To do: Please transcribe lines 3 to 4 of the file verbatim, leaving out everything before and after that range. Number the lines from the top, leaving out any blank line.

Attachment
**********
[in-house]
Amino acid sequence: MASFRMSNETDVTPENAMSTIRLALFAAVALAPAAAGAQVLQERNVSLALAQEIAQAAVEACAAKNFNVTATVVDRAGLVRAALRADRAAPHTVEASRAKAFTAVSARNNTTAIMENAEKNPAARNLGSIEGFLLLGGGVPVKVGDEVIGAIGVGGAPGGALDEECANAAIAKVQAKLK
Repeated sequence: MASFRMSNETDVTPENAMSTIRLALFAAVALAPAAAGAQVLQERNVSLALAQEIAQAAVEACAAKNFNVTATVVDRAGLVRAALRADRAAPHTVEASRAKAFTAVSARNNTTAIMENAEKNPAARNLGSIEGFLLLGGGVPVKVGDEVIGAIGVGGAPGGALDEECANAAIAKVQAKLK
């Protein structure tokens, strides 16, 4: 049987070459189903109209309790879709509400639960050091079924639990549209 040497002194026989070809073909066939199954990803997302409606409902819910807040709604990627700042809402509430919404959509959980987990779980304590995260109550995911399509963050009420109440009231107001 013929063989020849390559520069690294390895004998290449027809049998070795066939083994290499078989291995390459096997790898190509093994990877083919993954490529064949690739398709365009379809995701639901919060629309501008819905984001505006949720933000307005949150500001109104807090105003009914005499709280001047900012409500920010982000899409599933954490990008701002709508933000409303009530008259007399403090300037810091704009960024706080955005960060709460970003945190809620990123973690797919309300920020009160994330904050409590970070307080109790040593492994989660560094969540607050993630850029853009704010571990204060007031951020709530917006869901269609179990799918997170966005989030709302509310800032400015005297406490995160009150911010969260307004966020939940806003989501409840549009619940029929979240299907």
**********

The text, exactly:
Repeated sequence: MASFRMSNETDVTPENAMSTIRLALFAAVALAPAAAGAQVLQERNVSLALAQEIAQAAVEACAAKNFNVTATVVDRAGLVRAALRADRAAPHTVEASRAKAFTAVSARNNTTAIMENAEKNPAARNLGSIEGFLLLGGGVPVKVGDEVIGAIGVGGAPGGALDEECANAAIAKVQAKLK
């Protein structure tokens, strides 16, 4: 049987070459189903109209309790879709509400639960050091079924639990549209 040497002194026989070809073909066939199954990803997302409606409902819910807040709604990627700042809402509430919404959509959980987990779980304590995260109550995911399509963050009420109440009231107001 013929063989020849390559520069690294390895004998290449027809049998070795066939083994290499078989291995390459096997790898190509093994990877083919993954490529064949690739398709365009379809995701639901919060629309501008819905984001505006949720933000307005949150500001109104807090105003009914005499709280001047900012409500920010982000899409599933954490990008701002709508933000409303009530008259007399403090300037810091704009960024706080955005960060709460970003945190809620990123973690797919309300920020009160994330904050409590970070307080109790040593492994989660560094969540607050993630850029853009704010571990204060007031951020709530917006869901269609179990799918997170966005989030709302509310800032400015005297406490995160009150911010969260307004966020939940806003989501409840549009619940029929979240299907």